Free-Range Kids

Bean Dad Canceled After Letting 9-Year-Old Daughter Figure Out a Can Opener

Second-guessing other people's parenting decisions has become a national pastime.

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If you check out this thread that's been burning up Twitter, you will read a story almost as long as the six-hour ordeal the dad describes, which began when a daughter wanted some baked beans and a father, John Roderick—a.k.a. "Bean Dad"—told her to open a can and heat some up.

The problem?

Said daughter, age nine, had never used a can-opener, and dad decided not to show her.  He was busy with a puzzle. He would wait out the whole time it took for the girl (who must not have access to YouTube) to finally, desperately figure out that the dang thing is held parallel to the cylinder and fastens on the lip.

In 23 subsequently deleted tweets, Bean Dad wrote about every frustrated exchange he and his daughter had:

So I said, "How do you think this works?" She studied it and applied it to the top of the can, sideways. She struggled for a while and with a big, dramatic sigh said, "Will you please just open the can?" Apocalypse Dad was overjoyed: a Teaching Moment just dropped in my lap!

We'll see just how teachable in a moment. His tweets continued to describe the afternoon:

I said, "The little device is designed to do one thing: Open cans. Study the parts, study the can, figure out what the can-opener inventor was thinking when they tried to solve this problem."…

When the girl finally did puncture the can with the little wheely thing (really, how much do any of us really know about can openers?), she was triumphant, and  dad was too.

Then came the commenters.

Like beans spilled on the floor, they were all over the place. Some praised dad for believing his kid would figure it out. Through his tough love, his daughter learned to be resourceful and really earn those beans.

But many others chimed in with less appreciative commentary: "If you are still not convinced this guy is a fuckbag, you may want to consider whether you are not also a fuckbag." And, "Godspeed, shitgoblin." And:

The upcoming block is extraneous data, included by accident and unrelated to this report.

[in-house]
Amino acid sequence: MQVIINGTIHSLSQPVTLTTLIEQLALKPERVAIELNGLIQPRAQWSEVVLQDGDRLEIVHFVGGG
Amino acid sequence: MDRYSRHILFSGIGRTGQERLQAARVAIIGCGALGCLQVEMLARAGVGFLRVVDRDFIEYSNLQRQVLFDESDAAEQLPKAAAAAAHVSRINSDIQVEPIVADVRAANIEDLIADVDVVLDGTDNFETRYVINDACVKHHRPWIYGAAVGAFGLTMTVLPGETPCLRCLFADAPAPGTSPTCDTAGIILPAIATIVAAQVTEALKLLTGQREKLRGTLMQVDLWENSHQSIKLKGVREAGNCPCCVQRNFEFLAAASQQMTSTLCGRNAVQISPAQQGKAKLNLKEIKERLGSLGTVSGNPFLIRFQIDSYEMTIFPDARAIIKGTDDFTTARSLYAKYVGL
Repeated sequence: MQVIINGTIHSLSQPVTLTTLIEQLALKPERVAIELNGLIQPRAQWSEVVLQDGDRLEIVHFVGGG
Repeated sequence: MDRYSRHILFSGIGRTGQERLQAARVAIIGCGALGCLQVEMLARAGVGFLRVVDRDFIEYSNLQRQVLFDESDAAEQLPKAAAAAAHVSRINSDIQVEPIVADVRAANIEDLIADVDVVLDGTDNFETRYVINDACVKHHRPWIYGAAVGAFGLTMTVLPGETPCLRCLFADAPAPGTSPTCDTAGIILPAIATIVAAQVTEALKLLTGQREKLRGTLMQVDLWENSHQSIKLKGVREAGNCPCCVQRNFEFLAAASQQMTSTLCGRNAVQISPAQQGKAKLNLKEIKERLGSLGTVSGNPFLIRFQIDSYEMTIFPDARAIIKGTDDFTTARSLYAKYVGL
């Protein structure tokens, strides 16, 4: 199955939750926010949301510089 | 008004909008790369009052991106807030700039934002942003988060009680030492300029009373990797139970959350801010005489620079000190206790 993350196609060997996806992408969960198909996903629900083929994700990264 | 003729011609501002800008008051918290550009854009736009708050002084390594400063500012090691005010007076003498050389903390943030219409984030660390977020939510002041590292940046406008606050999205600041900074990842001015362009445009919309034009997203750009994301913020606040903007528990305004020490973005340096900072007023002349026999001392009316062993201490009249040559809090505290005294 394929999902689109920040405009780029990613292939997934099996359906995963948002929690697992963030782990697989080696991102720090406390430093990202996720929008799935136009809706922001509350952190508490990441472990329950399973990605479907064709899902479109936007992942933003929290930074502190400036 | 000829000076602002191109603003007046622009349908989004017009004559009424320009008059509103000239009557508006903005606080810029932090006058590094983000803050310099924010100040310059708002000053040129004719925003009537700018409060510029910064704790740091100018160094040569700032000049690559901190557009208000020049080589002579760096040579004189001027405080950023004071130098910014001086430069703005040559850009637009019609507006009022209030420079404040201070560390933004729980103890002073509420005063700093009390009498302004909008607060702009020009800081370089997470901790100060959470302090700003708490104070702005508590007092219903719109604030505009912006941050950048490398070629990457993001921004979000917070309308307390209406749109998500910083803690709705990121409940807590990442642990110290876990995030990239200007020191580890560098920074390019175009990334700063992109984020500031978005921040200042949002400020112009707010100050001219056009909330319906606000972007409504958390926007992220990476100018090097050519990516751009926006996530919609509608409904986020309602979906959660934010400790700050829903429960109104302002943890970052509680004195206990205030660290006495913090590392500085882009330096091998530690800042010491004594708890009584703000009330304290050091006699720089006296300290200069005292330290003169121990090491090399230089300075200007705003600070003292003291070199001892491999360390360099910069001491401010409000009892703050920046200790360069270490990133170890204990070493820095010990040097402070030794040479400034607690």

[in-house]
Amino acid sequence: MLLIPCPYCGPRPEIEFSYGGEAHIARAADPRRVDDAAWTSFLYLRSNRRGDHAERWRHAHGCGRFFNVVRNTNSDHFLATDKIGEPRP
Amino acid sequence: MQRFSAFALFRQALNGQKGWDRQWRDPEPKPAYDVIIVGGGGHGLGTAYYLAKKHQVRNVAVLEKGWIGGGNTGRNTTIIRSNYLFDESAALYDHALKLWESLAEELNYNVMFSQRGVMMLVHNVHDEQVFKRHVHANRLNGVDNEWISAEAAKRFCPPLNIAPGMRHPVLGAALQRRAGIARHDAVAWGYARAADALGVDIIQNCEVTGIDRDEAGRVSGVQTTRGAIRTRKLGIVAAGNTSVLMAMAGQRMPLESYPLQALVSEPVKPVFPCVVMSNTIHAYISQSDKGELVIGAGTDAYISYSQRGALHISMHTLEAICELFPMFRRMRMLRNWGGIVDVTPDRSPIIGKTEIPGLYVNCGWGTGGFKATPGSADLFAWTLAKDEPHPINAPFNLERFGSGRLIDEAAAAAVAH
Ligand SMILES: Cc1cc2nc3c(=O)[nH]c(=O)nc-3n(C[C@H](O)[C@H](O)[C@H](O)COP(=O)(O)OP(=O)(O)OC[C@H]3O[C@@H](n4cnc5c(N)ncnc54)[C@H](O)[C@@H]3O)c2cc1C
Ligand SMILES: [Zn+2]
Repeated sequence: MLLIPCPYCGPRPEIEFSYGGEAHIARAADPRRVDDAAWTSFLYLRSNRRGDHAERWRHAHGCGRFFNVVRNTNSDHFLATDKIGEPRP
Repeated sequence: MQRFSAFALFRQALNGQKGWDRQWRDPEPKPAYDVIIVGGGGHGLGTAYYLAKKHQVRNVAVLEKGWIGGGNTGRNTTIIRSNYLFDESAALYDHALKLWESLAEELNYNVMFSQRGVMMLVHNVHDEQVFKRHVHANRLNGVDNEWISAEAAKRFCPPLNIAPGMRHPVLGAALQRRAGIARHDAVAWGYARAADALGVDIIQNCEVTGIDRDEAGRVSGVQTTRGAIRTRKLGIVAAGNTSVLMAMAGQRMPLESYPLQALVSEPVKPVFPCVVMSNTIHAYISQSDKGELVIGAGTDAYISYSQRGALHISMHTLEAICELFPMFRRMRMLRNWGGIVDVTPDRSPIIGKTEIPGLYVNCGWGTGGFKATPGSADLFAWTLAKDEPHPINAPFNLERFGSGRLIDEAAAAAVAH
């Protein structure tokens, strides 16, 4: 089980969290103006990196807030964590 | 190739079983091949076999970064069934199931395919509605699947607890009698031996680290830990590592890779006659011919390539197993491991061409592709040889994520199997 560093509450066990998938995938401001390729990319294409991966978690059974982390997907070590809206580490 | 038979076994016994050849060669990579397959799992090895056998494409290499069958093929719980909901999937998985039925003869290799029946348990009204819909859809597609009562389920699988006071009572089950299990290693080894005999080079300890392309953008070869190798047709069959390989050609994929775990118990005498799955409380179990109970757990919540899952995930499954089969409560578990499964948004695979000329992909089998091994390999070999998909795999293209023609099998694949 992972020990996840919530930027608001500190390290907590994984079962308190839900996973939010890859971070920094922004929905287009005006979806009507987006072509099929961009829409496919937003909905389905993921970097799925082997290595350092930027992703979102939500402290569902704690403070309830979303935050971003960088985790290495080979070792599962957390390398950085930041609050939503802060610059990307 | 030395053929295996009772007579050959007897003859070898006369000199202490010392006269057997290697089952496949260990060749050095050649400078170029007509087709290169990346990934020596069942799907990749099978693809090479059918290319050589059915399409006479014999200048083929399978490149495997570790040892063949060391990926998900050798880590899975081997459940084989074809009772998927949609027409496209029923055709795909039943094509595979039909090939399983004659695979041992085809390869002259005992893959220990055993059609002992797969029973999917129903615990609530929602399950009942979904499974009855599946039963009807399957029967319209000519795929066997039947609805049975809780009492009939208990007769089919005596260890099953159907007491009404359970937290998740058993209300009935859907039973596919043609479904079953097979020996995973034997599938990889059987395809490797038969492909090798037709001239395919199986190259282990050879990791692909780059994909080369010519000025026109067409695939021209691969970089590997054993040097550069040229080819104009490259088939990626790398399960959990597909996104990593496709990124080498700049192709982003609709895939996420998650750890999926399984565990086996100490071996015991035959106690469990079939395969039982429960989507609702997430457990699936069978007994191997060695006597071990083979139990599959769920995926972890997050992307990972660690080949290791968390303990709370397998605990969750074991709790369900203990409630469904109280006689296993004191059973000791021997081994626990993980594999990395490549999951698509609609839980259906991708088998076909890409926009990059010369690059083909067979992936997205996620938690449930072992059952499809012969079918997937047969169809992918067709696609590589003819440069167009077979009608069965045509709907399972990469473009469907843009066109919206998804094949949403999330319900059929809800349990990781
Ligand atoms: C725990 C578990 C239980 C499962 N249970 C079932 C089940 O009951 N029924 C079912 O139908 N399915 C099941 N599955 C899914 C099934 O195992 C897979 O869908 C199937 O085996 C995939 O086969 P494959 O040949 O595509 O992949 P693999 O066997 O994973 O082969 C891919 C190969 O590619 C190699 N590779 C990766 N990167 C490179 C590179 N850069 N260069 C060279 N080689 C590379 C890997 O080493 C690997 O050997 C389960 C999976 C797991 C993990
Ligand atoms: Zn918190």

Pretty soon the haters grew so vocal—some calling his actions child abuse—that Bean Dad took down his whole thread (preserved here). Then came the memes, of course. And then came the digging up of his prior tweets, some of which were shockingly and indisputably racist and anti-Semitic. Or as one tweet put it:

Bean Dad's daughter is now about 6 hours into watching her dad try to learn how to close a can of worms.

One worm-can included the fact that a podcast—My Brother, My Brother and Me—featured a song by a musical group that included Bean Dad in the 2000s. No more:

This incident leaves me with several questions.

First, when someone says or writes something you disagree with on Twitter, in a newspaper, or anywhere else, is this license to dredge up anything they've ever said publicly?

In truth, it does interest me that Bean Dad had posted disgusting tweets. It also made it much easier for me to categorize him. While some part of me had considered that maybe there was something plausibly positive in his parenting decision that day—his belief that his daughter would figure out a truly confusing problem, and savor her perseverance and lightbulb moment—once I read Bean Dad's past tweets I could very easily damn everything he did and said as cruel and reprehensible. It allowed me to label him, once and for all, as a jerk.

I'm not sure that's something we should be doing whenever we're faced with an idea that is new or ambiguous. Digging back, hoping to find evidence of a character flaw so we can easily dismiss or despise someone, seems to allow us to hate instead of think.

On a somewhat parallel plain, I'm not very happy about the pastime of publicly second-guessing parenting decisions. This hobby has had serious real-world repercussions. For instance, sometimes a child is allowed to play outside without supervision, or a child wanders off and it takes a little while for the parent to notice. These are normal situations. But in actual cases like these, onlookers have called Child Protective Services simply because they believe that taking their eyes off their kids for one moment isn't something they would ever do.

Absent real abuse, I'd rather us not be jumping in. Jumping in on Twitter normalizes the practice of hating and shaming as a virtuous thing to do. Jumping in on real-world parenting situations does the same. But being a virtuous child protector requires actually protecting kids, not sending the authorities after people we disagree with, dislike, or disdain.

Judging people as quickly and harshly as possible may be a normal human impulse. But it's heating up faster than a bubbly pot of baked beans. (And now I'm hungry.)